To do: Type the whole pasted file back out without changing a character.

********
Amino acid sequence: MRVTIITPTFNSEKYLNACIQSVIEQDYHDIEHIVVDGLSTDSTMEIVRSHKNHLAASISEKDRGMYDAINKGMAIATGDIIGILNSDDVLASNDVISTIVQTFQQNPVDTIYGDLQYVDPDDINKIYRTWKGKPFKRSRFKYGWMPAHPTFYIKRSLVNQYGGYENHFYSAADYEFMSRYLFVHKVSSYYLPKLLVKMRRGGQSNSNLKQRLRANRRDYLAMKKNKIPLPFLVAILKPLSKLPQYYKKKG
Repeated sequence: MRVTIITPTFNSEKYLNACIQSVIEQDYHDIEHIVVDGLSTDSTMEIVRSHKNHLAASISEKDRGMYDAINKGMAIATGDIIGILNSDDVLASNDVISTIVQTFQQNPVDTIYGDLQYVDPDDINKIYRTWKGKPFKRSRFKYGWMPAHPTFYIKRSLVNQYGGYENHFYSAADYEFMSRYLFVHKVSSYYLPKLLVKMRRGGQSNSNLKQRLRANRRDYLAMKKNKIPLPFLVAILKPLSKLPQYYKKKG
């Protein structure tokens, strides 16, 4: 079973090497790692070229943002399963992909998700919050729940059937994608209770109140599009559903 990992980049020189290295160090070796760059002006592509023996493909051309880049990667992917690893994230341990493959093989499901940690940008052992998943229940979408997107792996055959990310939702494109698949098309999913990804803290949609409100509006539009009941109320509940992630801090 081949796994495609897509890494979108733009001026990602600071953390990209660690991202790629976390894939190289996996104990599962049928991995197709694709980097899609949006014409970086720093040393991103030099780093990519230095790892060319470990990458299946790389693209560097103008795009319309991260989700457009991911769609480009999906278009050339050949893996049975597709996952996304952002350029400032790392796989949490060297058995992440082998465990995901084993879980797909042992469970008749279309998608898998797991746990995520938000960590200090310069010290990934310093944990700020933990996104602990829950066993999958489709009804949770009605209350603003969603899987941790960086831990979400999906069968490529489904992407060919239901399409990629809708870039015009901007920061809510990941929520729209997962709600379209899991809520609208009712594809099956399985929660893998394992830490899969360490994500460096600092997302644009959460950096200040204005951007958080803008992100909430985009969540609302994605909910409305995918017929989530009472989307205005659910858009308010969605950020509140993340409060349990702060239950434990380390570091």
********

Amino acid sequence: MRVTIITPTFNSEKYLNACIQSVIEQDYHDIEHIVVDGLSTDSTMEIVRSHKNHLAASISEKDRGMYDAINKGMAIATGDIIGILNSDDVLASNDVISTIVQTFQQNPVDTIYGDLQYVDPDDINKIYRTWKGKPFKRSRFKYGWMPAHPTFYIKRSLVNQYGGYENHFYSAADYEFMSRYLFVHKVSSYYLPKLLVKMRRGGQSNSNLKQRLRANRRDYLAMKKNKIPLPFLVAILKPLSKLPQYYKKKG
Repeated sequence: MRVTIITPTFNSEKYLNACIQSVIEQDYHDIEHIVVDGLSTDSTMEIVRSHKNHLAASISEKDRGMYDAINKGMAIATGDIIGILNSDDVLASNDVISTIVQTFQQNPVDTIYGDLQYVDPDDINKIYRTWKGKPFKRSRFKYGWMPAHPTFYIKRSLVNQYGGYENHFYSAADYEFMSRYLFVHKVSSYYLPKLLVKMRRGGQSNSNLKQRLRANRRDYLAMKKNKIPLPFLVAILKPLSKLPQYYKKKG
């Protein structure tokens, strides 16, 4: 079973090497790692070229943002399963992909998700919050729940059937994608209770109140599009559903 990992980049020189290295160090070796760059002006592509023996493909051309880049990667992917690893994230341990493959093989499901940690940008052992998943229940979408997107792996055959990310939702494109698949098309999913990804803290949609409100509006539009009941109320509940992630801090 081949796994495609897509890494979108733009001026990602600071953390990209660690991202790629976390894939190289996996104990599962049928991995197709694709980097899609949006014409970086720093040393991103030099780093990519230095790892060319470990990458299946790389693209560097103008795009319309991260989700457009991911769609480009999906278009050339050949893996049975597709996952996304952002350029400032790392796989949490060297058995992440082998465990995901084993879980797909042992469970008749279309998608898998797991746990995520938000960590200090310069010290990934310093944990700020933990996104602990829950066993999958489709009804949770009605209350603003969603899987941790960086831990979400999906069968490529489904992407060919239901399409990629809708870039015009901007920061809510990941929520729209997962709600379209899991809520609208009712594809099956399985929660893998394992830490899969360490994500460096600092997302644009959460950096200040204005951007958080803008992100909430985009969540609302994605909910409305995918017929989530009472989307205005659910858009308010969605950020509140993340409060349990702060239950434990380390570091």